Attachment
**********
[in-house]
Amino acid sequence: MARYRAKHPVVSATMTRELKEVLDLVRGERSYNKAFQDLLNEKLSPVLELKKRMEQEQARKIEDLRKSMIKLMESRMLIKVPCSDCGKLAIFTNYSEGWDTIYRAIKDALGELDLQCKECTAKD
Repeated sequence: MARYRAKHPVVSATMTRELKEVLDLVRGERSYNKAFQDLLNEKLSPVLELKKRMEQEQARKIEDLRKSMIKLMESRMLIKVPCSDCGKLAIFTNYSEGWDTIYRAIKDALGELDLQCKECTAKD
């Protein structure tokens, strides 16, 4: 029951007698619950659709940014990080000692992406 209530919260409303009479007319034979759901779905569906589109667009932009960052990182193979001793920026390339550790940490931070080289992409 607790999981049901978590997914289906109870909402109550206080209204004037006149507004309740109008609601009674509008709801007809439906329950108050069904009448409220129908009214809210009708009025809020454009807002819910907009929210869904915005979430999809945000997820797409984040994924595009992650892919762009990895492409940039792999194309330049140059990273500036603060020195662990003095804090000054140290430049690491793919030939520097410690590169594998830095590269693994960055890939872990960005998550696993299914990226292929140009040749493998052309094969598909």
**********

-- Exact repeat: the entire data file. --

[in-house]
Amino acid sequence: MARYRAKHPVVSATMTRELKEVLDLVRGERSYNKAFQDLLNEKLSPVLELKKRMEQEQARKIEDLRKSMIKLMESRMLIKVPCSDCGKLAIFTNYSEGWDTIYRAIKDALGELDLQCKECTAKD
Repeated sequence: MARYRAKHPVVSATMTRELKEVLDLVRGERSYNKAFQDLLNEKLSPVLELKKRMEQEQARKIEDLRKSMIKLMESRMLIKVPCSDCGKLAIFTNYSEGWDTIYRAIKDALGELDLQCKECTAKD
């Protein structure tokens, strides 16, 4: 029951007698619950659709940014990080000692992406 209530919260409303009479007319034979759901779905569906589109667009932009960052990182193979001793920026390339550790940490931070080289992409 607790999981049901978590997914289906109870909402109550206080209204004037006149507004309740109008609601009674509008709801007809439906329950108050069904009448409220129908009214809210009708009025809020454009807002819910907009929210869904915005979430999809945000997820797409984040994924595009992650892919762009990895492409940039792999194309330049140059990273500036603060020195662990003095804090000054140290430049690491793919030939520097410690590169594998830095590269693994960055890939872990960005998550696993299914990226292929140009040749493998052309094969598909």